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Should You Be Concerned?

In most cases, your hair and your cat shouldn’t come to any harm because of this habit. However, some cats are prone to more self-destructive behaviors such as overgrooming themselves and, by extension, your hair. This can be brought on by allergies, pain, or stress, so this needs to be addressed if you’ve observed this issue with your cat.

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Image Credit: Elisa Putti, Shutterstock

Other cats tend to engage in cat suckling, also known as wool sucking, which is when an adult cat suckles on soft and fuzzy objects (blankets, toys, and some cats will overgroom as part of this behavior as well). Some of the causes for wool sucking are:

  • It’s a natural instinct for many cats
  • It’s a sign of a cat that was weaned at too young of an age
  • It can be a part of their genetics (Oriental breeds are more prone to this behavior)
  • They are seeking comfort
  • It can be a sign of stress

As long as your cat isn’t literally chewing or eating your hair, hair licking is harmless. If you suspect your cat might be feeling stressed or is demonstrating inappropriate behavior, do take her to see your vet.

How to Stop It

As adorable as it is, some of you will probably want the hair licking to cease. The first step is to ensure you aren’t accidentally encouraging this behavior. If you give your cat any attention while she’s grooming your hair, you will be reinforcing this behavior. You need to avoid looking at, speaking to, or touching your cat while she is licking your hair.

If she likes to lick your hair while you’re in bed, you can put the blankets over your head until she gives up and leaves. If she enjoys licking your hair while she’s lying on the back of the couch or chair behind you, just lean forward so she can’t reach your hair.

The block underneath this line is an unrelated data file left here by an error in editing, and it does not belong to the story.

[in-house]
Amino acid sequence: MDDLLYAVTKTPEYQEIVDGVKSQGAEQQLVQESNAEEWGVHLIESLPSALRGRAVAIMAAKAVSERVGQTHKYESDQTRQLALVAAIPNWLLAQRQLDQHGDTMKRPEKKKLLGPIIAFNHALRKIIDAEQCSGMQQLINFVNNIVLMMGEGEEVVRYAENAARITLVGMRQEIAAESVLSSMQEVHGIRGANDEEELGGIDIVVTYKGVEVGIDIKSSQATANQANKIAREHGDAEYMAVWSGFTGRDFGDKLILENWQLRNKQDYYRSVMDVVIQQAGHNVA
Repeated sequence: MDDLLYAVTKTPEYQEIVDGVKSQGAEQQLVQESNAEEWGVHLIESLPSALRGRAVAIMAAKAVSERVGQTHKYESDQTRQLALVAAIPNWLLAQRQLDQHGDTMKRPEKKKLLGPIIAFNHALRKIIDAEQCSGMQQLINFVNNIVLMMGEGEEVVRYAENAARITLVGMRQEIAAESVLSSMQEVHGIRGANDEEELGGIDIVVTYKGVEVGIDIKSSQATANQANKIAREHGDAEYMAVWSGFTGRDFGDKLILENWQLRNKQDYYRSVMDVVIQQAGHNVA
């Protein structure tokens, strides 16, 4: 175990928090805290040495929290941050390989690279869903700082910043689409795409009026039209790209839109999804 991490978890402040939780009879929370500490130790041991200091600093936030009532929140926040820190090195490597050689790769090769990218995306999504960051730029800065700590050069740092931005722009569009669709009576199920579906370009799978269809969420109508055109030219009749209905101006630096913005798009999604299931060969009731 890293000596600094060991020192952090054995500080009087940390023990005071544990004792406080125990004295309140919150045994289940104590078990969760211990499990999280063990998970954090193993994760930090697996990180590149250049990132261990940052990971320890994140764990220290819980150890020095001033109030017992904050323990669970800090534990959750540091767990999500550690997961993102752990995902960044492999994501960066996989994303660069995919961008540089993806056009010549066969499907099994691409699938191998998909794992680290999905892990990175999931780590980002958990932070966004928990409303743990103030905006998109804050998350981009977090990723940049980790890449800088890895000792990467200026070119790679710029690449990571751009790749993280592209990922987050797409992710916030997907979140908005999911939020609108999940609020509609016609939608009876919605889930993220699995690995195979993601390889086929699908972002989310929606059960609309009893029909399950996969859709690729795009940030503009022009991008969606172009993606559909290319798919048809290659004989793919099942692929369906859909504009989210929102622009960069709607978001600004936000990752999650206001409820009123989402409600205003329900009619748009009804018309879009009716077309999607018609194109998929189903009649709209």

If you suspect your cat is drawn to a product you’re using in your hair, you could consider switching products. Cats also quite dislike the smell of citrus (oranges, lemons, limes, etc.), so you can use a lemon-scented product (for example) or spray your hair with a citrus scent (they also don’t like peppermint).

Of course, the simplest solution is to gently disengage yourself from your cat’s administrations and leave.

cat getting adopted
Image Credit: Anika Moritz, Shutterstock

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Conclusion

In the long run, as long as your cat isn’t damaging your hair or being overly aggressive in her licking behavior, count yourself as a lucky person. It’s quite clear that your cat loves you and considers you one of her favorite people. The steps you can take to stop the behavior are pretty simple. Cats are certainly smart enough to understand that you’re not necessarily enjoying this kind of attention.

Our cats are full of quirks and make us laugh on a daily basis. Hair grooming their favorite human is just another idiosyncrasy that makes cats the unique and amazing animals they are.

Interested in learning about other odd cat behaviors? Check these out:


Featured Image Credit: Pixabay